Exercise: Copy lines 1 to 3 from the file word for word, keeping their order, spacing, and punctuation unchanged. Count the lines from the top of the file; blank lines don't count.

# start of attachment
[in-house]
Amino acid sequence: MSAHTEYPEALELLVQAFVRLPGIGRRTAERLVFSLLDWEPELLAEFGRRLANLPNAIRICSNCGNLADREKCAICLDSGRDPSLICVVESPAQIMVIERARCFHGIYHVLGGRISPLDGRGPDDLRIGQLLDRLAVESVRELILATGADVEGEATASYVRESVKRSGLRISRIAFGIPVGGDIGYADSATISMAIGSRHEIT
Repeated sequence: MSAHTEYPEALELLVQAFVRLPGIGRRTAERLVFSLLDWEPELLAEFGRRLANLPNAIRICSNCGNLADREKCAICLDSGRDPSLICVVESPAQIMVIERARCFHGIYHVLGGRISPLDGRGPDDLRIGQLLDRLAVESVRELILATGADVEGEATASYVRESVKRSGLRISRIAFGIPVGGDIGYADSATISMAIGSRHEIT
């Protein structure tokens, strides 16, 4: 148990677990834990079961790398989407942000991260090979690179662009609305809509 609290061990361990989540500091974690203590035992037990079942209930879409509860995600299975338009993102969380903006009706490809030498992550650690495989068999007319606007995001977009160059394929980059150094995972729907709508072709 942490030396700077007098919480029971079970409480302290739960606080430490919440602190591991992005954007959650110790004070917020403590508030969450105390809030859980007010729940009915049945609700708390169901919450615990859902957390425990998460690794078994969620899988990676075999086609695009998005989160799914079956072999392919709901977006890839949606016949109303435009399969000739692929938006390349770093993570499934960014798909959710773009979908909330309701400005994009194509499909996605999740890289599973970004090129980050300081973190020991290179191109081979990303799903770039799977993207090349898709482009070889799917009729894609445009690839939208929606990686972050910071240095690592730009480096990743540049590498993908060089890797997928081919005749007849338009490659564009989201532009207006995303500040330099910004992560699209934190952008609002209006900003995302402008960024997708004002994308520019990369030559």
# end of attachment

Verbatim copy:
[in-house]
Amino acid sequence: MSAHTEYPEALELLVQAFVRLPGIGRRTAERLVFSLLDWEPELLAEFGRRLANLPNAIRICSNCGNLADREKCAICLDSGRDPSLICVVESPAQIMVIERARCFHGIYHVLGGRISPLDGRGPDDLRIGQLLDRLAVESVRELILATGADVEGEATASYVRESVKRSGLRISRIAFGIPVGGDIGYADSATISMAIGSRHEIT
Repeated sequence: MSAHTEYPEALELLVQAFVRLPGIGRRTAERLVFSLLDWEPELLAEFGRRLANLPNAIRICSNCGNLADREKCAICLDSGRDPSLICVVESPAQIMVIERARCFHGIYHVLGGRISPLDGRGPDDLRIGQLLDRLAVESVRELILATGADVEGEATASYVRESVKRSGLRISRIAFGIPVGGDIGYADSATISMAIGSRHEIT